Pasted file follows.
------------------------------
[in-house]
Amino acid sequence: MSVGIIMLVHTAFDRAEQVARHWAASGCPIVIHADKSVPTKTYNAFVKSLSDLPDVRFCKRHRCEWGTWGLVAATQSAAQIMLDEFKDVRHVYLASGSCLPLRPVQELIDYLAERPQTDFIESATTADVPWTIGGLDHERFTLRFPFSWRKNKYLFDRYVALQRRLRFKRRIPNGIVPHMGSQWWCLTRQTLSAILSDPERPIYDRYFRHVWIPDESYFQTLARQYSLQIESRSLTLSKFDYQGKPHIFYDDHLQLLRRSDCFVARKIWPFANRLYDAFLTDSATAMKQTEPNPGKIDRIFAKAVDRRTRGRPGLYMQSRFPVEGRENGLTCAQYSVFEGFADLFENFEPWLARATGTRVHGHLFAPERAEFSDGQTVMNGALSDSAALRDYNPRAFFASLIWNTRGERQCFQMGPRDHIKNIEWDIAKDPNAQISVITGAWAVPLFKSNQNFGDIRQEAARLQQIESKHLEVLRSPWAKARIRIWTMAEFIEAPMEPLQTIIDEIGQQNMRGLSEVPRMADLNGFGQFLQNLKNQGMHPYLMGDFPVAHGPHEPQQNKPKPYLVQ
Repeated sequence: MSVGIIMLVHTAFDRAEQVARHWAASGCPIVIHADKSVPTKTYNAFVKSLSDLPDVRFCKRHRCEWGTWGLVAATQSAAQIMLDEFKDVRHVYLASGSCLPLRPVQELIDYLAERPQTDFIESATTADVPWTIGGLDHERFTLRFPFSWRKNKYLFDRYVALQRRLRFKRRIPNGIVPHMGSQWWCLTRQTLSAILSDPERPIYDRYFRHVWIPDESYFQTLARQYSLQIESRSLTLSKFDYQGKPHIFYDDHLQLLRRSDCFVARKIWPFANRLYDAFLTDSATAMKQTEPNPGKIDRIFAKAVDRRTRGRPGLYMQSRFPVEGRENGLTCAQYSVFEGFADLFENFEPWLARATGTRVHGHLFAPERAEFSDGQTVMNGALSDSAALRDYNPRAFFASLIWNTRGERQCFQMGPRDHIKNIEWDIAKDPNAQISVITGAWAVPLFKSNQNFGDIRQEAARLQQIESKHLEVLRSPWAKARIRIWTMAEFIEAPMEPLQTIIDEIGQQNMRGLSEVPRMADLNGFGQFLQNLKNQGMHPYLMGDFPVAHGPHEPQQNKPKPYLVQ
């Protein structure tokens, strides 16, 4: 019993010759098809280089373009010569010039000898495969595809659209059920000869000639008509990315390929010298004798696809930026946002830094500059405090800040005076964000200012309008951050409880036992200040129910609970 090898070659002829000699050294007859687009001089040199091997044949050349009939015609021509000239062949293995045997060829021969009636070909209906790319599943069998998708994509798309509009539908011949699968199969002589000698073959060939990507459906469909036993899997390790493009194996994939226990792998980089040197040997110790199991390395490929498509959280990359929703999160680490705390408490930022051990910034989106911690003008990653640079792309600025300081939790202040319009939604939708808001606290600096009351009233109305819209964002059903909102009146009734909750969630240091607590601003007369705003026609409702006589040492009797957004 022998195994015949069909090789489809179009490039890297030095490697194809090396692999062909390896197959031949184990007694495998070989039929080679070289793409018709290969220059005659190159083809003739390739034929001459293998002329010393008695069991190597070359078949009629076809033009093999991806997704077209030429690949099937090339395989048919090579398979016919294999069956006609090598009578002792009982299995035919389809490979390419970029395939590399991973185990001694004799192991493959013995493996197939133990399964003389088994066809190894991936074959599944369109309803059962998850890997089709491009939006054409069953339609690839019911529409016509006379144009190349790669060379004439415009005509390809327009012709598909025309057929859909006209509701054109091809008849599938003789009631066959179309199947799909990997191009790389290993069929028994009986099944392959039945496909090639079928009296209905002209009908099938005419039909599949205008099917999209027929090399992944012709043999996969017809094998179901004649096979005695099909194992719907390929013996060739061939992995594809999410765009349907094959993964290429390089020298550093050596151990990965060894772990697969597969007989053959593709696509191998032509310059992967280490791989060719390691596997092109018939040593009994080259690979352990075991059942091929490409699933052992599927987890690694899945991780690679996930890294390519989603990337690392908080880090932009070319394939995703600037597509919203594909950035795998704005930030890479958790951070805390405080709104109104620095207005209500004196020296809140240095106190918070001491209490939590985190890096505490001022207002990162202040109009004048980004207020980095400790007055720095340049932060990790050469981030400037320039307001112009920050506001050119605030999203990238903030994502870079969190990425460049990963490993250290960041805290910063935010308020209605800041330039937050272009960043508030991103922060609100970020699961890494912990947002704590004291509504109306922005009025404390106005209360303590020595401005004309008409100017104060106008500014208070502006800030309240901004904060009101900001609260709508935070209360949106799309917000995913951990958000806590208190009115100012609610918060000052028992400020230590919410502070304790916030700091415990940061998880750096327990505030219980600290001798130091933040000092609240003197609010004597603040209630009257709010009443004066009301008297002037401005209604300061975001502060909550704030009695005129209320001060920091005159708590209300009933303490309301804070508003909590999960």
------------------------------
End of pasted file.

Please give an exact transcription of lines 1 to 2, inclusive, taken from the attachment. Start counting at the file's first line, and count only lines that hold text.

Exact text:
[in-house]
Amino acid sequence: MSVGIIMLVHTAFDRAEQVARHWAASGCPIVIHADKSVPTKTYNAFVKSLSDLPDVRFCKRHRCEWGTWGLVAATQSAAQIMLDEFKDVRHVYLASGSCLPLRPVQELIDYLAERPQTDFIESATTADVPWTIGGLDHERFTLRFPFSWRKNKYLFDRYVALQRRLRFKRRIPNGIVPHMGSQWWCLTRQTLSAILSDPERPIYDRYFRHVWIPDESYFQTLARQYSLQIESRSLTLSKFDYQGKPHIFYDDHLQLLRRSDCFVARKIWPFANRLYDAFLTDSATAMKQTEPNPGKIDRIFAKAVDRRTRGRPGLYMQSRFPVEGRENGLTCAQYSVFEGFADLFENFEPWLARATGTRVHGHLFAPERAEFSDGQTVMNGALSDSAALRDYNPRAFFASLIWNTRGERQCFQMGPRDHIKNIEWDIAKDPNAQISVITGAWAVPLFKSNQNFGDIRQEAARLQQIESKHLEVLRSPWAKARIRIWTMAEFIEAPMEPLQTIIDEIGQQNMRGLSEVPRMADLNGFGQFLQNLKNQGMHPYLMGDFPVAHGPHEPQQNKPKPYLVQ